Fig.4 .Extract of the Instability Inventory Maps at the scale 1:5,000. Casona Sud area in the Modena Apennines. In red “Areas affected by active landslides”; in yellow ” Areas affected by dormant landslides” , in violet the study area (from Provincia di Modena, 2006, see also http://www.provincia.modena.it/page.asp?IDCategoria=7&IDSezione=863 http://archiviocartografico.regione.emilia-romagna.it/)
Fig. 5. Panoramic vieuw from East to West of the Casona Sud area in the Modena Apennines (Photo D. Castaldini)

Geomorphological maps are another product of direct mapping. These are generally at a larger scale (less than 1:25,000) than those described above and form a very useful basis for landslide hazard studies since they include details on general slope morphology and related processes, and define the type of failure and degree of activity as well as the features associated with landslides. Geomorphological mapping may be easily and usefully applied to the study of mass movements.

There exist many significant examples of landslide-orientated geomorphological maps, such as that of Brundsen et al. (1975), carried out with aim of identifying landslide hazard in an area of Nepal where the construction of a road and a bridge was proposed, or that of Panizza (1990) where the landslides surrounding the town of Cortina d’Ampezzo (Italian Dolomites) are mapped in detail. An interesting attempt to include the temporal aspect in landslide mapping was made by Flageollet (1994) in the above mentioned Dolomite area. The temporal information reported on the computer-based landslide map of the area of Cortina d’Ampezzo is related to periods of activity during the Holocene and to the frequency and incidence (first time failure or removement failure) of the movements. An updating of the Panizza (1990) map has been carried out by Pasuto et al. (2005).

Fig.6. Extract of the Geomorphological map of the Cortina d’Ampezzo area (Dolomites, Italian Alps) at the 1:20,000 scale (from Pasuto et al., 2005).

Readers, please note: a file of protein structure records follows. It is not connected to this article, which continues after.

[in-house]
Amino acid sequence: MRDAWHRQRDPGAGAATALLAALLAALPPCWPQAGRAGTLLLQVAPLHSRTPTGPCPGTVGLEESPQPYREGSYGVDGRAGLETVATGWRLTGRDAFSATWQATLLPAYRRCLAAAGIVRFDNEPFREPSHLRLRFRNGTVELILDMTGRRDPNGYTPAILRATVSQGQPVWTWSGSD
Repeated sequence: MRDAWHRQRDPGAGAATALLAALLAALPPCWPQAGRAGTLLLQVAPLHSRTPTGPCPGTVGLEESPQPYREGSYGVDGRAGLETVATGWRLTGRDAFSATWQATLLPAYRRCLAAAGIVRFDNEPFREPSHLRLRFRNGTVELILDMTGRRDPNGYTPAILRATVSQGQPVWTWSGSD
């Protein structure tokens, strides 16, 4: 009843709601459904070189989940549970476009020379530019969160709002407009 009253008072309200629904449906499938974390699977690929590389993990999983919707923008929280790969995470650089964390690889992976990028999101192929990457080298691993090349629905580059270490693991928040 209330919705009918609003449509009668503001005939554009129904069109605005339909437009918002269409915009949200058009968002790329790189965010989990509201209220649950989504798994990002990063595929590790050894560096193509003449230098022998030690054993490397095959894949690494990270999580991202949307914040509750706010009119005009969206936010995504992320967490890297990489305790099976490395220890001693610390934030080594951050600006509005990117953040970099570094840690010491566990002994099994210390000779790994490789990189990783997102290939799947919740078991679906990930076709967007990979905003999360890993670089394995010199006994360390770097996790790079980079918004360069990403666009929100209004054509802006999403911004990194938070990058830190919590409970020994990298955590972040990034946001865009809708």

Fig.7. Panoramica view of the Cortina d’Ampezzo area of Fig. 5 (Dolomites, Italian Alps)

Geomorphological maps may in many cases be too complicated to be read by non-specialists. This is the reason why planners and engineers are generally provided with derivative maps which appear simpler from a purely graphic standpoint and take into account only those processes and landforms that are connected with slope instability. The product can be a geomorphologically-based landslide hazard map. Many examples, carried out according to different methodologies, are known in literature. The first example should refer to the French ZERMOS (Zones Exposées aux Risques de Mouvement du Sol et du Sous-sol) hazard maps which have been produced for several sample areas at a scale 1:25,000. The hazard (actual and potential) is assessed and rated taking into account distribution of landslides, evidence of instability, as well as geological, geomorphological and hydrological aspects.

Another significant example is provided by Kienholz (1978) who carried out a study in the Grindenwald, an area of the Swiss Alps affected by mass movements and avalanches; first a geomorphological map was produced and from this a natural hazard map was obtained. The degree of hazard was assessed for a high number of previously defined geomorphological units using checklists.

When the casual factors of landslides can be recognised, measured and mapped and the analysis of the distributions of the different factors controlling landsliding can be made, indirect mapping can be carried out.

An original method aiming at the elaboration of hazard susceptibility maps has been defined and tested in a few sites in Italy and has been adopted by the National Geological Survey as the official procedure for the compilation of geological hazard maps (Amanti et al., 1992). This method includes both indirect and direct mapping procedures. In fact, this approach consists, on the one hand, of the analysis of the causes of instability (ascribable to both slope and fluvial processes) which are outlined in a series of thematic maps (geological, hydrogeological, vegetational etc.) and weighted by means of specific procedures, with the aim of producing a first derivative map (integrated analysis map) depicting the distribution of potentially unstable areas. On the other hand, by means of geomorphological investigations, the analysis of the effects of instability is carried out in order to give an outline of landforms and processes, both active and inactive, referable to geomorphological instability. The cartographic documents produced during this phase are a geomorphological map and a second derivative map (map of geomorphological dynamics) showing the areas which are at present unstable. The comparison and critical discussion of these two derivative maps lead to the production of a “geomorphological hazard map”, a concise document depicting present and potential unstable areas subdivided according to the causes of instability.